The zebrafish is an important model to understand the cell and molecular biology of organ and appendage regeneration. However, molecular strategies to employ reverse genetics have not yet been adequately developed to assess gene function in regeneration or tissue homeostasis during larval stages after zebrafish embryogenesis, and several tissues within the zebrafish larva are difficult to target. Intraventricular injections of gene-specific morpholinos offer an alternative method for the current inability to genomically target zebrafish genes in a temporally controlled manner at these stages. This method allows for complete dispersion and subsequent incorporation of the morpholino into various tissues throughout the body, including structures that were formerly impossible to reach such as those in the larval caudal fin, a structure often used to noninvasively research tissue regeneration. Several genes activated during larval finfold regeneration are also present in regenerating adult vertebrate tissues, so the larva is a useful model to understand regeneration in adults. This morpholino dispersion method allows for the quick and easy identification of genes required for the regeneration of larval tissues as well as other physiological phenomena regulating tissue homeostasis after embryogenesis. Therefore, this delivery method provides a currently needed strategy for temporal control to the evaluation of gene function after embryogenesis. 
Developmental Biology, Issue 88, zebrafish, larva, regeneration, intraventricular injection, heart, morpholino, knockdown, caudal fin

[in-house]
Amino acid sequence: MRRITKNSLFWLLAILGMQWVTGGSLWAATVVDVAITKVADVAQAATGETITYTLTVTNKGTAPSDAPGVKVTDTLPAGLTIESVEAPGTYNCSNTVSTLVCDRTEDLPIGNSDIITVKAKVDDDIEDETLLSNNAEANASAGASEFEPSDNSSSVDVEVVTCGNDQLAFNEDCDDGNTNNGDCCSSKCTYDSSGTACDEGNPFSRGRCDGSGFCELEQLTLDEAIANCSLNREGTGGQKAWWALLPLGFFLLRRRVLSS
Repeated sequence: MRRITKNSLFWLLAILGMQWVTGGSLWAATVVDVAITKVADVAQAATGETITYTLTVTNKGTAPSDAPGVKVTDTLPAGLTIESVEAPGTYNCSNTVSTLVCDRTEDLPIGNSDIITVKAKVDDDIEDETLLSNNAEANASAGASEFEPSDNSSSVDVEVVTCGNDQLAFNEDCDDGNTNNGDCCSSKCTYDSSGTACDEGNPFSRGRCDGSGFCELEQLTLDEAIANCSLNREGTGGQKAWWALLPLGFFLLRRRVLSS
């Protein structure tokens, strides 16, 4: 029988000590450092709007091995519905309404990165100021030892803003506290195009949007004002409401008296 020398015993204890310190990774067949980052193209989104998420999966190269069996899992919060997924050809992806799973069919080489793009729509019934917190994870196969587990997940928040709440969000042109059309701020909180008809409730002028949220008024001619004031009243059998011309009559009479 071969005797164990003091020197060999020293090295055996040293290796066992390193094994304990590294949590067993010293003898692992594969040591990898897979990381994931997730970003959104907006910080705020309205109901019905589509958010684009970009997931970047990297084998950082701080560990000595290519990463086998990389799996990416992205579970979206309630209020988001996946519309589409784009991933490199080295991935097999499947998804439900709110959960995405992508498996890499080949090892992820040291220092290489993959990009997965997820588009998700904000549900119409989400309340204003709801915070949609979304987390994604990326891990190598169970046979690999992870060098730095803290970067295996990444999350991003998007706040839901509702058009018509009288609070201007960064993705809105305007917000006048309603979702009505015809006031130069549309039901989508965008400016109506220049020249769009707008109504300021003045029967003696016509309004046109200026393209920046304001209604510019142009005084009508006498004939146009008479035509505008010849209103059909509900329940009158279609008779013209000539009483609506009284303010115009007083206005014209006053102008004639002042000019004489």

51595
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Using the optokinetic response to study visual function of zebrafish
Authors: Su-Qi Zou, Wu Yin, Ming-Jing Zhang, Chun-Rui Hu, Yu-Bin Huang, Bing Hu.
Institutions: University of Science and Technology of China (USTC).
Optokinetic response (OKR) is a behavior that an animal vibrates its eyes to follow a rotating grating around it. It has been widely used to assess the visual functions of larval zebrafish1-5. Nevertheless, the standard protocol for larval fish is not yet readily applicable in adult zabrafish. Here, we introduce how to measure the OKR of adult zebrafish with our simple custom-built apparatus using a new protocol which is established in our lab. Both our apparatus and step-by-step procedure of OKR in adult zebrafish are illustrated in this video. In addition, the measurements of the larval OKR, as well as the optomotor response (OMR) test of adult zebrafish, are also demonstrated in this video. This OKR assay of adult zebrafish in our experiment may last for up to 4 hours. Such OKR test applied in adult fish will benefit to visual function investigation more efficiently when the adult fish vision system is manipulated. Su-Qi Zou and Wu Yin contributed equally to this paper.
Neuroscience, Issue 36, Zebrafish, OKR, OMR, behavior, optokinetic, vision
1742
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Dissection of the Adult Zebrafish Kidney
Authors: Gary F. Gerlach, Lauran N. Schrader, Rebecca A. Wingert.
Institutions: University of Notre Dame .